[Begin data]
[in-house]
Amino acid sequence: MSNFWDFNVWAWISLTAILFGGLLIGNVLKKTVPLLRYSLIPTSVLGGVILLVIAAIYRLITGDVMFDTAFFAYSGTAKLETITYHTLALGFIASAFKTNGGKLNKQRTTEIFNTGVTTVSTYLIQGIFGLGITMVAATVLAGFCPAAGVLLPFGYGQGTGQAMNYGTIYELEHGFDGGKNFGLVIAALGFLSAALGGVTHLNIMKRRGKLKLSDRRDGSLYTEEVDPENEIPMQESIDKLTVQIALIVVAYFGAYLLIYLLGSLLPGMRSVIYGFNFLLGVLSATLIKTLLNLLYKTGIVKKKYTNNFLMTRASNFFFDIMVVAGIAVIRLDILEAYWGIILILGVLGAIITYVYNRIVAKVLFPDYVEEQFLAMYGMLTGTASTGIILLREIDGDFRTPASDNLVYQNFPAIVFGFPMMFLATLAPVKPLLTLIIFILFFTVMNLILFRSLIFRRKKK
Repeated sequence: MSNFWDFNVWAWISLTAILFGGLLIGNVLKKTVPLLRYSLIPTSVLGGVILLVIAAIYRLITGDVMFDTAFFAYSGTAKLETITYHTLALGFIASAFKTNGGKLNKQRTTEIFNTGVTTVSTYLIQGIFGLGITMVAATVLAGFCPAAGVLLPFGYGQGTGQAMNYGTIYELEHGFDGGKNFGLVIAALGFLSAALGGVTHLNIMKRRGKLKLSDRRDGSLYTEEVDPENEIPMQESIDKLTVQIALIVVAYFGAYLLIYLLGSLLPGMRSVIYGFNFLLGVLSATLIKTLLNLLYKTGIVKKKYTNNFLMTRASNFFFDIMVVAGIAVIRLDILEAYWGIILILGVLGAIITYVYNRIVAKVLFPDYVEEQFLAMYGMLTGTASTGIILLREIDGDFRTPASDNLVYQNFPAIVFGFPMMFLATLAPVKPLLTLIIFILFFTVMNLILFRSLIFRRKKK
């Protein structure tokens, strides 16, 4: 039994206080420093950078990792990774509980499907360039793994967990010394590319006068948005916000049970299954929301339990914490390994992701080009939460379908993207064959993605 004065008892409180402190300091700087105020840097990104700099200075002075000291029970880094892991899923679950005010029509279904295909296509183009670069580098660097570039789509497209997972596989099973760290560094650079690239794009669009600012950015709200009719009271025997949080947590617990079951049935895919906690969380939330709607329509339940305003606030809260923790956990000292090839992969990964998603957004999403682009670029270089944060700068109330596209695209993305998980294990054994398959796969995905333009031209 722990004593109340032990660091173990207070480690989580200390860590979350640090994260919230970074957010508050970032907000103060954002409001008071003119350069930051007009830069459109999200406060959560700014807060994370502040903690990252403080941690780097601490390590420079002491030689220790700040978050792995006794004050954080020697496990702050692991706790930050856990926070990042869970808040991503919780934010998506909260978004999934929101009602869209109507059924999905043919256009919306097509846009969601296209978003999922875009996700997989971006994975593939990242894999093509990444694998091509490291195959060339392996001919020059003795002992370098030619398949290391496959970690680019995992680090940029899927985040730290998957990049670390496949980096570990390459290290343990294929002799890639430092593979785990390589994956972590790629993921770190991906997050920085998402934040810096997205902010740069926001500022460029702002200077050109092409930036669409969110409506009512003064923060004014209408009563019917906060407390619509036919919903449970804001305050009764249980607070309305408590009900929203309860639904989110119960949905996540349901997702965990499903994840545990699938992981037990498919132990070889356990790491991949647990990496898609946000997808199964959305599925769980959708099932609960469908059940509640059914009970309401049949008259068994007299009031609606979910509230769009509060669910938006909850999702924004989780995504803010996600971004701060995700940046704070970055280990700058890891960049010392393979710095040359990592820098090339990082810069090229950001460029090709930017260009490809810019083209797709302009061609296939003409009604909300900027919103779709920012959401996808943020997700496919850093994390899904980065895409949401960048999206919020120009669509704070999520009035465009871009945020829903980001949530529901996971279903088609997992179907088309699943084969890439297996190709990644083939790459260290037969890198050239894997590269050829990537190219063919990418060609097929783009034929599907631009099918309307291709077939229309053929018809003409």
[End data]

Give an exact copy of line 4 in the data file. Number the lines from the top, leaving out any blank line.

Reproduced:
């Protein structure tokens, strides 16, 4: 039994206080420093950078990792990774509980499907360039793994967990010394590319006068948005916000049970299954929301339990914490390994992701080009939460379908993207064959993605 004065008892409180402190300091700087105020840097990104700099200075002075000291029970880094892991899923679950005010029509279904295909296509183009670069580098660097570039789509497209997972596989099973760290560094650079690239794009669009600012950015709200009719009271025997949080947590617990079951049935895919906690969380939330709607329509339940305003606030809260923790956990000292090839992969990964998603957004999403682009670029270089944060700068109330596209695209993305998980294990054994398959796969995905333009031209 722990004593109340032990660091173990207070480690989580200390860590979350640090994260919230970074957010508050970032907000103060954002409001008071003119350069930051007009830069459109999200406060959560700014807060994370502040903690990252403080941690780097601490390590420079002491030689220790700040978050792995006794004050954080020697496990702050692991706790930050856990926070990042869970808040991503919780934010998506909260978004999934929101009602869209109507059924999905043919256009919306097509846009969601296209978003999922875009996700997989971006994975593939990242894999093509990444694998091509490291195959060339392996001919020059003795002992370098030619398949290391496959970690680019995992680090940029899927985040730290998957990049670390496949980096570990390459290290343990294929002799890639430092593979785990390589994956972590790629993921770190991906997050920085998402934040810096997205902010740069926001500022460029702002200077050109092409930036669409969110409506009512003064923060004014209408009563019917906060407390619509036919919903449970804001305050009764249980607070309305408590009900929203309860639904989110119960949905996540349901997702965990499903994840545990699938992981037990498919132990070889356990790491991949647990990496898609946000997808199964959305599925769980959708099932609960469908059940509640059914009970309401049949008259068994007299009031609606979910509230769009509060669910938006909850999702924004989780995504803010996600971004701060995700940046704070970055280990700058890891960049010392393979710095040359990592820098090339990082810069090229950001460029090709930017260009490809810019083209797709302009061609296939003409009604909300900027919103779709920012959401996808943020997700496919850093994390899904980065895409949401960048999206919020120009669509704070999520009035465009871009945020829903980001949530529901996971279903088609997992179907088309699943084969890439297996190709990644083939790459260290037969890198050239894997590269050829990537190219063919990418060609097929783009034929599907631009099918309307291709077939229309053929018809003409």